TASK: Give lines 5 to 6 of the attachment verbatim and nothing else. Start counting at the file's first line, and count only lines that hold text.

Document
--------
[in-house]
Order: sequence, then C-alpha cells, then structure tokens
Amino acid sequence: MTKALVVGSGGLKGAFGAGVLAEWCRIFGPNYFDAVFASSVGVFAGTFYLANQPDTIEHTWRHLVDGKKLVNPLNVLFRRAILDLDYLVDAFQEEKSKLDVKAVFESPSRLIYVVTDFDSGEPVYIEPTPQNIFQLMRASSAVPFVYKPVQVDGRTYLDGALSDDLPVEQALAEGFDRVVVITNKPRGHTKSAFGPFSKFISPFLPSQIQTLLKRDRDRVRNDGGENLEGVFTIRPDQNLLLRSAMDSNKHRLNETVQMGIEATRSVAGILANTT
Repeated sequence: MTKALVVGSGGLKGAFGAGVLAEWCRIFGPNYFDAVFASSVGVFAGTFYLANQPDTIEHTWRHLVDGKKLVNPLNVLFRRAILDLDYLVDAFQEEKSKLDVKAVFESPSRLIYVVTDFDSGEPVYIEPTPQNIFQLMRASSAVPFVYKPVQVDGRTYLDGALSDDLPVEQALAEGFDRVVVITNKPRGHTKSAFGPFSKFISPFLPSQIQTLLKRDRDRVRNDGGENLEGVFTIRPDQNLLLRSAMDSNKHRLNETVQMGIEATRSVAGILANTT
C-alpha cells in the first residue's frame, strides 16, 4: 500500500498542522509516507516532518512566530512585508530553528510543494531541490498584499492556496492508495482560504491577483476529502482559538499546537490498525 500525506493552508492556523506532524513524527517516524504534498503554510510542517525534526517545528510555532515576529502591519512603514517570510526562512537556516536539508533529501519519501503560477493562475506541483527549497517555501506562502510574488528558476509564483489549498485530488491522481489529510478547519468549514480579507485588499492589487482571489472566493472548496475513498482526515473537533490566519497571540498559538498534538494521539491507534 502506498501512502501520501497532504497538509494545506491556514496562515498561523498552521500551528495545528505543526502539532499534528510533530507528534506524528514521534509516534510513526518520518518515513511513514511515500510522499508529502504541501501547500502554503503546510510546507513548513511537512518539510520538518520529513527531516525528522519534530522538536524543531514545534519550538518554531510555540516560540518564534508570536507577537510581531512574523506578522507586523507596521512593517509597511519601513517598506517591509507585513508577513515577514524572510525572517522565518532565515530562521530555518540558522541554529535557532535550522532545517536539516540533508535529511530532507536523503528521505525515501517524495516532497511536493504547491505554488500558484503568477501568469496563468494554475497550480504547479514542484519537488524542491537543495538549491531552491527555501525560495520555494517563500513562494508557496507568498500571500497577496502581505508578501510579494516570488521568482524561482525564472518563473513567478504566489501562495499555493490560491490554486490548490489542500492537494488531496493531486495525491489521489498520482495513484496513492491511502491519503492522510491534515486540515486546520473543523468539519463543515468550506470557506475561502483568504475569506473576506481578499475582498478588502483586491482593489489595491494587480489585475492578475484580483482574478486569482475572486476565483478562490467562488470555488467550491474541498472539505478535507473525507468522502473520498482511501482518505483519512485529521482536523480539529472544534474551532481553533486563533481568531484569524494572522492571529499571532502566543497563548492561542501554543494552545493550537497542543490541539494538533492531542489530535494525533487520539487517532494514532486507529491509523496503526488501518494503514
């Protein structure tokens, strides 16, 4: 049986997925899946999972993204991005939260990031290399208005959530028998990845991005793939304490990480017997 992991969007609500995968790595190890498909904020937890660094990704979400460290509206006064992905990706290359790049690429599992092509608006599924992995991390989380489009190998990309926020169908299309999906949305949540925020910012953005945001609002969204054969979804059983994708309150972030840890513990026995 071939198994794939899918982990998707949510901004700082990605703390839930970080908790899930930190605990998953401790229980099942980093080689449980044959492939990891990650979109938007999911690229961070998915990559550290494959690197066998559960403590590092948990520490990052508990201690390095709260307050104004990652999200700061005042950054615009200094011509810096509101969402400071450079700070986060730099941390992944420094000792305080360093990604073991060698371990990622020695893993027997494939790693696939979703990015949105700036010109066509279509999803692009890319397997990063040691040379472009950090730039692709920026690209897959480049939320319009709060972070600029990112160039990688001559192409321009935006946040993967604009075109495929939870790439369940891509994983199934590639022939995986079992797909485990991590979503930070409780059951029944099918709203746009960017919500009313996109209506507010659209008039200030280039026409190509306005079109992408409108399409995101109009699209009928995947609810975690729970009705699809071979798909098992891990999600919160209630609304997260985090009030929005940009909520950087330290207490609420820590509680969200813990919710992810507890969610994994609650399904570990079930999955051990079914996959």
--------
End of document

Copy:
C-alpha cells in the first residue's frame, strides 16, 4: 500500500498542522509516507516532518512566530512585508530553528510543494531541490498584499492556496492508495482560504491577483476529502482559538499546537490498525 500525506493552508492556523506532524513524527517516524504534498503554510510542517525534526517545528510555532515576529502591519512603514517570510526562512537556516536539508533529501519519501503560477493562475506541483527549497517555501506562502510574488528558476509564483489549498485530488491522481489529510478547519468549514480579507485588499492589487482571489472566493472548496475513498482526515473537533490566519497571540498559538498534538494521539491507534 502506498501512502501520501497532504497538509494545506491556514496562515498561523498552521500551528495545528505543526502539532499534528510533530507528534506524528514521534509516534510513526518520518518515513511513514511515500510522499508529502504541501501547500502554503503546510510546507513548513511537512518539510520538518520529513527531516525528522519534530522538536524543531514545534519550538518554531510555540516560540518564534508570536507577537510581531512574523506578522507586523507596521512593517509597511519601513517598506517591509507585513508577513515577514524572510525572517522565518532565515530562521530555518540558522541554529535557532535550522532545517536539516540533508535529511530532507536523503528521505525515501517524495516532497511536493504547491505554488500558484503568477501568469496563468494554475497550480504547479514542484519537488524542491537543495538549491531552491527555501525560495520555494517563500513562494508557496507568498500571500497577496502581505508578501510579494516570488521568482524561482525564472518563473513567478504566489501562495499555493490560491490554486490548490489542500492537494488531496493531486495525491489521489498520482495513484496513492491511502491519503492522510491534515486540515486546520473543523468539519463543515468550506470557506475561502483568504475569506473576506481578499475582498478588502483586491482593489489595491494587480489585475492578475484580483482574478486569482475572486476565483478562490467562488470555488467550491474541498472539505478535507473525507468522502473520498482511501482518505483519512485529521482536523480539529472544534474551532481553533486563533481568531484569524494572522492571529499571532502566543497563548492561542501554543494552545493550537497542543490541539494538533492531542489530535494525533487520539487517532494514532486507529491509523496503526488501518494503514
């Protein structure tokens, strides 16, 4: 049986997925899946999972993204991005939260990031290399208005959530028998990845991005793939304490990480017997 992991969007609500995968790595190890498909904020937890660094990704979400460290509206006064992905990706290359790049690429599992092509608006599924992995991390989380489009190998990309926020169908299309999906949305949540925020910012953005945001609002969204054969979804059983994708309150972030840890513990026995 071939198994794939899918982990998707949510901004700082990605703390839930970080908790899930930190605990998953401790229980099942980093080689449980044959492939990891990650979109938007999911690229961070998915990559550290494959690197066998559960403590590092948990520490990052508990201690390095709260307050104004990652999200700061005042950054615009200094011509810096509101969402400071450079700070986060730099941390992944420094000792305080360093990604073991060698371990990622020695893993027997494939790693696939979703990015949105700036010109066509279509999803692009890319397997990063040691040379472009950090730039692709920026690209897959480049939320319009709060972070600029990112160039990688001559192409321009935006946040993967604009075109495929939870790439369940891509994983199934590639022939995986079992797909485990991590979503930070409780059951029944099918709203746009960017919500009313996109209506507010659209008039200030280039026409190509306005079109992408409108399409995101109009699209009928995947609810975690729970009705699809071979798909098992891990999600919160209630609304997260985090009030929005940009909520950087330290207490609420820590509680969200813990919710992810507890969610994994609650399904570990079930999955051990079914996959």